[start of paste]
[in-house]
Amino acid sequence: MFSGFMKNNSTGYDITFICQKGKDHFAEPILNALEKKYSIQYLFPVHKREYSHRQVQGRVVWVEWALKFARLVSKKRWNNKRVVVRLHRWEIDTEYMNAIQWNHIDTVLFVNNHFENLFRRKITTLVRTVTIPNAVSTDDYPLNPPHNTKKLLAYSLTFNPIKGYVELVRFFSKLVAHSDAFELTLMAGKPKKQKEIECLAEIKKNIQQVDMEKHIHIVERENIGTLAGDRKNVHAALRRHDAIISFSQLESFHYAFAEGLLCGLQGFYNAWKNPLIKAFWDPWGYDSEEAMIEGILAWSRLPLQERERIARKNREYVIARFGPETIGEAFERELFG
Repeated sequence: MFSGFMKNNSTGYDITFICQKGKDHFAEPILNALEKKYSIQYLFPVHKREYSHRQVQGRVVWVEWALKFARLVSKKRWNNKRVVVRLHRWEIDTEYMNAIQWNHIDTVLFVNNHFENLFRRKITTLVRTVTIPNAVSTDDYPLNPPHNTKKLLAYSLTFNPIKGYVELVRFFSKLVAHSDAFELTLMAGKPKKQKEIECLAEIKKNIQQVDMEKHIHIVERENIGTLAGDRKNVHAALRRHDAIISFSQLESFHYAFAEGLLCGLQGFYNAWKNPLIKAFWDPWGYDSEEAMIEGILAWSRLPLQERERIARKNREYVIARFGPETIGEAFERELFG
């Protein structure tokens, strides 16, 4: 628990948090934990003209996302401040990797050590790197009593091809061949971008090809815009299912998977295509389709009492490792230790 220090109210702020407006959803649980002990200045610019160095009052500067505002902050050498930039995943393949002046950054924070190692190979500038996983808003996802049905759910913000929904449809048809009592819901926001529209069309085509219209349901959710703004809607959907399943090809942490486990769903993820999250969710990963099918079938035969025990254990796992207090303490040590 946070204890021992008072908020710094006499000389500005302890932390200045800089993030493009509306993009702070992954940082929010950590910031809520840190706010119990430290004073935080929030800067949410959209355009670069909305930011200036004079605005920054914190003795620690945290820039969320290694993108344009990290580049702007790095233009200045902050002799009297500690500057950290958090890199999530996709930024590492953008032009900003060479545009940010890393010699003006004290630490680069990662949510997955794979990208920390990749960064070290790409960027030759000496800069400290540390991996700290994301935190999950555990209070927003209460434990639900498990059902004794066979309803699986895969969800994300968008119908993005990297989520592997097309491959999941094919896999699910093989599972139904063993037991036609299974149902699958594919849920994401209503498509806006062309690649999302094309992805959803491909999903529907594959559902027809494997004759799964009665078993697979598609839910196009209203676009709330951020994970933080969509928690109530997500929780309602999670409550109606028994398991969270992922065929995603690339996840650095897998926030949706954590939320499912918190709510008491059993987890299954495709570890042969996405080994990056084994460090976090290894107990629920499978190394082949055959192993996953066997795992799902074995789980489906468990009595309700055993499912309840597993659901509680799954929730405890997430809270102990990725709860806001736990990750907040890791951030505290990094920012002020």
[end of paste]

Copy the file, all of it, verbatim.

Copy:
[in-house]
Amino acid sequence: MFSGFMKNNSTGYDITFICQKGKDHFAEPILNALEKKYSIQYLFPVHKREYSHRQVQGRVVWVEWALKFARLVSKKRWNNKRVVVRLHRWEIDTEYMNAIQWNHIDTVLFVNNHFENLFRRKITTLVRTVTIPNAVSTDDYPLNPPHNTKKLLAYSLTFNPIKGYVELVRFFSKLVAHSDAFELTLMAGKPKKQKEIECLAEIKKNIQQVDMEKHIHIVERENIGTLAGDRKNVHAALRRHDAIISFSQLESFHYAFAEGLLCGLQGFYNAWKNPLIKAFWDPWGYDSEEAMIEGILAWSRLPLQERERIARKNREYVIARFGPETIGEAFERELFG
Repeated sequence: MFSGFMKNNSTGYDITFICQKGKDHFAEPILNALEKKYSIQYLFPVHKREYSHRQVQGRVVWVEWALKFARLVSKKRWNNKRVVVRLHRWEIDTEYMNAIQWNHIDTVLFVNNHFENLFRRKITTLVRTVTIPNAVSTDDYPLNPPHNTKKLLAYSLTFNPIKGYVELVRFFSKLVAHSDAFELTLMAGKPKKQKEIECLAEIKKNIQQVDMEKHIHIVERENIGTLAGDRKNVHAALRRHDAIISFSQLESFHYAFAEGLLCGLQGFYNAWKNPLIKAFWDPWGYDSEEAMIEGILAWSRLPLQERERIARKNREYVIARFGPETIGEAFERELFG
């Protein structure tokens, strides 16, 4: 628990948090934990003209996302401040990797050590790197009593091809061949971008090809815009299912998977295509389709009492490792230790 220090109210702020407006959803649980002990200045610019160095009052500067505002902050050498930039995943393949002046950054924070190692190979500038996983808003996802049905759910913000929904449809048809009592819901926001529209069309085509219209349901959710703004809607959907399943090809942490486990769903993820999250969710990963099918079938035969025990254990796992207090303490040590 946070204890021992008072908020710094006499000389500005302890932390200045800089993030493009509306993009702070992954940082929010950590910031809520840190706010119990430290004073935080929030800067949410959209355009670069909305930011200036004079605005920054914190003795620690945290820039969320290694993108344009990290580049702007790095233009200045902050002799009297500690500057950290958090890199999530996709930024590492953008032009900003060479545009940010890393010699003006004290630490680069990662949510997955794979990208920390990749960064070290790409960027030759000496800069400290540390991996700290994301935190999950555990209070927003209460434990639900498990059902004794066979309803699986895969969800994300968008119908993005990297989520592997097309491959999941094919896999699910093989599972139904063993037991036609299974149902699958594919849920994401209503498509806006062309690649999302094309992805959803491909999903529907594959559902027809494997004759799964009665078993697979598609839910196009209203676009709330951020994970933080969509928690109530997500929780309602999670409550109606028994398991969270992922065929995603690339996840650095897998926030949706954590939320499912918190709510008491059993987890299954495709570890042969996405080994990056084994460090976090290894107990629920499978190394082949055959192993996953066997795992799902074995789980489906468990009595309700055993499912309840597993659901509680799954929730405890997430809270102990990725709860806001736990990750907040890791951030505290990094920012002020």